If an area is not saturated with genetics that demonstrate varroa resistance, good luck going treatment free. I went down the TF path some years back, prompted by my desire to raise my bees in the most natural conditions as possible. Tried to do everything right. Small Cell, bought Hygenic mite resistant queens, used clean chemical free comb, no treatments. Still, lost almost all my hives to mite pressure.

    I believe there are some segments of the country where successful TF beekeeping is possible. But where my bees reside, it's a losing proposition. Beekeepers need to understand their surroundings, and do what is necessary to keep their bees healthy and thriving. To this end I now use the most effective treatments available with the least amount of negative side effects on the bees health. If you are in an area where TF is possible, go for it.

    My 2 cents.
    To everything there is a season....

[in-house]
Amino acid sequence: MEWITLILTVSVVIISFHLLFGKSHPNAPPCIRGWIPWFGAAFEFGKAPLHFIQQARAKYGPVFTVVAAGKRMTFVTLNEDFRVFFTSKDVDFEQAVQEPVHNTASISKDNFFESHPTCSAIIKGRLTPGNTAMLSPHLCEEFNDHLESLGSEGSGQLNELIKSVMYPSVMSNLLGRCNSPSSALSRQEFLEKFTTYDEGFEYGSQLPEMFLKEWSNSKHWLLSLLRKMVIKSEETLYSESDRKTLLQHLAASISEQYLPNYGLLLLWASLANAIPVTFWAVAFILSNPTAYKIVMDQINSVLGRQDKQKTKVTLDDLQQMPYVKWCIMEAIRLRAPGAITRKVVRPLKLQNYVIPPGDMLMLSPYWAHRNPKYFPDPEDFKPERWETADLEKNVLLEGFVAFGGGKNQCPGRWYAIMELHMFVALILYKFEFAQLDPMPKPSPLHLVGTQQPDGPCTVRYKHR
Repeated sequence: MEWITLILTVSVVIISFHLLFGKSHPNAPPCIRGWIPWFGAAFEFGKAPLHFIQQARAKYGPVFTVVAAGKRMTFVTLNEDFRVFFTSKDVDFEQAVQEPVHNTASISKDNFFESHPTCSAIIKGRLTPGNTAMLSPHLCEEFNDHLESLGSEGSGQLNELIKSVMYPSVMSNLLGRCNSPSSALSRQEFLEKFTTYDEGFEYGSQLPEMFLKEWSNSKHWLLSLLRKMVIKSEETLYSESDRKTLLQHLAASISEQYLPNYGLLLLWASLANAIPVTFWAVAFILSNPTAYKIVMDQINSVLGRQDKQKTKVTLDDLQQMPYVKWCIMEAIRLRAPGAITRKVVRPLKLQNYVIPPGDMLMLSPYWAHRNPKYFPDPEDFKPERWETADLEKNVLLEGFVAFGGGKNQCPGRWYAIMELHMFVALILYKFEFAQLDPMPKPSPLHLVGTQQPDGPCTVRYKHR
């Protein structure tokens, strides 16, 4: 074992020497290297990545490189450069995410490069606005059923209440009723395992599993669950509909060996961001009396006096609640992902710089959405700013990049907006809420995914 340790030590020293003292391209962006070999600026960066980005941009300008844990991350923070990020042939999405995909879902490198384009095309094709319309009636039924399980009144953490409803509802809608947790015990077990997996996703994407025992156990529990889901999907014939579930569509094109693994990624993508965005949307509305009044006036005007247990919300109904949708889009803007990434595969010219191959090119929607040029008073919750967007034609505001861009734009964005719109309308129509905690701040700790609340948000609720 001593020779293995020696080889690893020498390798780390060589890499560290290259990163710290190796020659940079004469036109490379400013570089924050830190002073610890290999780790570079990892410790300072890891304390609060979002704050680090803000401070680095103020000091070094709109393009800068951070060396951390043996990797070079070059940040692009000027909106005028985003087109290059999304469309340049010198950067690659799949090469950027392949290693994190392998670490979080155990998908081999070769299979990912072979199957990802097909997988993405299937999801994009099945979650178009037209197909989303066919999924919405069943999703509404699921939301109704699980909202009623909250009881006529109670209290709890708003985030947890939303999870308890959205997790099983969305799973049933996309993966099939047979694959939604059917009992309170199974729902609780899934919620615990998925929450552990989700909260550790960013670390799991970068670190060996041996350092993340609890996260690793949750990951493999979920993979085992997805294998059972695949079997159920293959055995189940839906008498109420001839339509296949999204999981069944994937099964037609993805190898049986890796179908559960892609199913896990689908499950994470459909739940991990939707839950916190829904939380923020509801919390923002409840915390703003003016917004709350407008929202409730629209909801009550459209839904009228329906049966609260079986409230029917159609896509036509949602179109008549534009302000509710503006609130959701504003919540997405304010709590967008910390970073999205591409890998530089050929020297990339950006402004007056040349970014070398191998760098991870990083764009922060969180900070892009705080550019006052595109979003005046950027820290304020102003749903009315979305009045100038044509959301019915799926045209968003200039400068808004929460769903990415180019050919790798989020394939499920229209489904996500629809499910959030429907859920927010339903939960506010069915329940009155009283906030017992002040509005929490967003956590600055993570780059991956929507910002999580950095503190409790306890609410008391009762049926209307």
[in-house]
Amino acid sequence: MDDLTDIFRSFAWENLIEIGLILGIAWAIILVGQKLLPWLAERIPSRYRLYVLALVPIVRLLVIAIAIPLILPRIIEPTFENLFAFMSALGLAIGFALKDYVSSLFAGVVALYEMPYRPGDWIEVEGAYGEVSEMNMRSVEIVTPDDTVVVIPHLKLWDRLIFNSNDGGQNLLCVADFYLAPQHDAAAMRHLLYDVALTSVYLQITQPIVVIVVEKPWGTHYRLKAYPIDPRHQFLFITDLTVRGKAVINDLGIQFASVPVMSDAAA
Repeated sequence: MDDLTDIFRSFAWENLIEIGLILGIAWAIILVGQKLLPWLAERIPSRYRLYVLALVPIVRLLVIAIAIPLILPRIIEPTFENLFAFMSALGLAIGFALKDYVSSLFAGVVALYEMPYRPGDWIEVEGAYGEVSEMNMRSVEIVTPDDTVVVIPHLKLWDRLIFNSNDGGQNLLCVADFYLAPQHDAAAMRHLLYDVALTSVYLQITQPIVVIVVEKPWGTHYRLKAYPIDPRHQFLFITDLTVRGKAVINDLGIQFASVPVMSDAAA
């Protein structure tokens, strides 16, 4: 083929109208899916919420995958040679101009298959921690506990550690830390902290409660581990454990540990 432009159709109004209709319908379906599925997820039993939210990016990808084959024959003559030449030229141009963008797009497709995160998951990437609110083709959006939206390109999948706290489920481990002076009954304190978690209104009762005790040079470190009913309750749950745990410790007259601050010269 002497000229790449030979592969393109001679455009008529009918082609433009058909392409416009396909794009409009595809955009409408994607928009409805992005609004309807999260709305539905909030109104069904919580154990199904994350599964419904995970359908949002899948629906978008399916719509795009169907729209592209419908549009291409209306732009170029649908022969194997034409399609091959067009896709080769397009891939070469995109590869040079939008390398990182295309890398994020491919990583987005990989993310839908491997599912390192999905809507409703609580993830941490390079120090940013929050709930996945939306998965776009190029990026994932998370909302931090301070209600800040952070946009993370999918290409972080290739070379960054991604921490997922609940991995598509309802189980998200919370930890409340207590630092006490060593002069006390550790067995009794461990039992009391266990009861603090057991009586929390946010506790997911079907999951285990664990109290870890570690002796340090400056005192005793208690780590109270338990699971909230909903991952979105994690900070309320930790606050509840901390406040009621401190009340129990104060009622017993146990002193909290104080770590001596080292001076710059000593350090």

10. #69
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    Default Re: treating vs. not treating for mites: opinion thread

    Cbay
    If you are happy with your results, keep doing what you are doing. The key to me is if the person that is doing the work is happy with his results.
    Oldtimer told me one time that if I kept the bees like the treatment free guy I got them from kept them, I should have the same results as him. Then the question is, are those results good enough? I have not lost any hives yet. I am not sure that if I lost 30 percent but was still ending every year with more hives then I had the year before, if that would bother me even if I could do more work and improve that result. The thing is, there is always some way for improvement in life but most don't take advantage of it due to the work and being happy with where they are.
    Cheers
    gww
    zone 5b

  11. #70
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    Default Re: treating vs. not treating for mites: opinion thread